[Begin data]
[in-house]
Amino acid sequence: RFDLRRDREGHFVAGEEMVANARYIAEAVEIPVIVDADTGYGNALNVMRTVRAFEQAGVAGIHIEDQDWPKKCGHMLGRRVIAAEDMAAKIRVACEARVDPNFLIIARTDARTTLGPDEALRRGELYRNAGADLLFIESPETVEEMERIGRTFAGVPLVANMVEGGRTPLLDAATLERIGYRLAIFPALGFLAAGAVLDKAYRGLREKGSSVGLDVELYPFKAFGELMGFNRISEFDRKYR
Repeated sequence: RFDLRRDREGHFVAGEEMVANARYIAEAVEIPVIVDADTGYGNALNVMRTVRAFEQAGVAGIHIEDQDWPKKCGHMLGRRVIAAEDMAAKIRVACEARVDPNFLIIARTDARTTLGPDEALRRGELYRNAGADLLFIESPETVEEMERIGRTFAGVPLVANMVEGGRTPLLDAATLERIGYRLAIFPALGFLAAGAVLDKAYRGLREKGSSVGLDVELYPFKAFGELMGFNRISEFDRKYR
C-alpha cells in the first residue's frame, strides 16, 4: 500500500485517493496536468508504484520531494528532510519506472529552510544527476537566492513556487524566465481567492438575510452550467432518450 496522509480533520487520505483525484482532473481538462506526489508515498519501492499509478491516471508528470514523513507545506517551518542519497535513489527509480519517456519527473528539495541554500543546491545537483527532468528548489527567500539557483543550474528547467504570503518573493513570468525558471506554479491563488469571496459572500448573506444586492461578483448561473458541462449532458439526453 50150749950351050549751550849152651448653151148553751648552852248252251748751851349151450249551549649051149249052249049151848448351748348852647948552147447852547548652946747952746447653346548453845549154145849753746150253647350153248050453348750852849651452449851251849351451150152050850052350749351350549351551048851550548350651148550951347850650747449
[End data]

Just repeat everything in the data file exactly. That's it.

[in-house]
Amino acid sequence: RFDLRRDREGHFVAGEEMVANARYIAEAVEIPVIVDADTGYGNALNVMRTVRAFEQAGVAGIHIEDQDWPKKCGHMLGRRVIAAEDMAAKIRVACEARVDPNFLIIARTDARTTLGPDEALRRGELYRNAGADLLFIESPETVEEMERIGRTFAGVPLVANMVEGGRTPLLDAATLERIGYRLAIFPALGFLAAGAVLDKAYRGLREKGSSVGLDVELYPFKAFGELMGFNRISEFDRKYR
Repeated sequence: RFDLRRDREGHFVAGEEMVANARYIAEAVEIPVIVDADTGYGNALNVMRTVRAFEQAGVAGIHIEDQDWPKKCGHMLGRRVIAAEDMAAKIRVACEARVDPNFLIIARTDARTTLGPDEALRRGELYRNAGADLLFIESPETVEEMERIGRTFAGVPLVANMVEGGRTPLLDAATLERIGYRLAIFPALGFLAAGAVLDKAYRGLREKGSSVGLDVELYPFKAFGELMGFNRISEFDRKYR
C-alpha cells in the first residue's frame, strides 16, 4: 500500500485517493496536468508504484520531494528532510519506472529552510544527476537566492513556487524566465481567492438575510452550467432518450 496522509480533520487520505483525484482532473481538462506526489508515498519501492499509478491516471508528470514523513507545506517551518542519497535513489527509480519517456519527473528539495541554500543546491545537483527532468528548489527567500539557483543550474528547467504570503518573493513570468525558471506554479491563488469571496459572500448573506444586492461578483448561473458541462449532458439526453 50150749950351050549751550849152651448653151148553751648552852248252251748751851349151450249551549649051149249052249049151848448351748348852647948552147447852547548652946747952746447653346548453845549154145849753746150253647350153248050453348750852849651452449851251849351451150152050850052350749351350549351551048851550548350651148550951347850650747449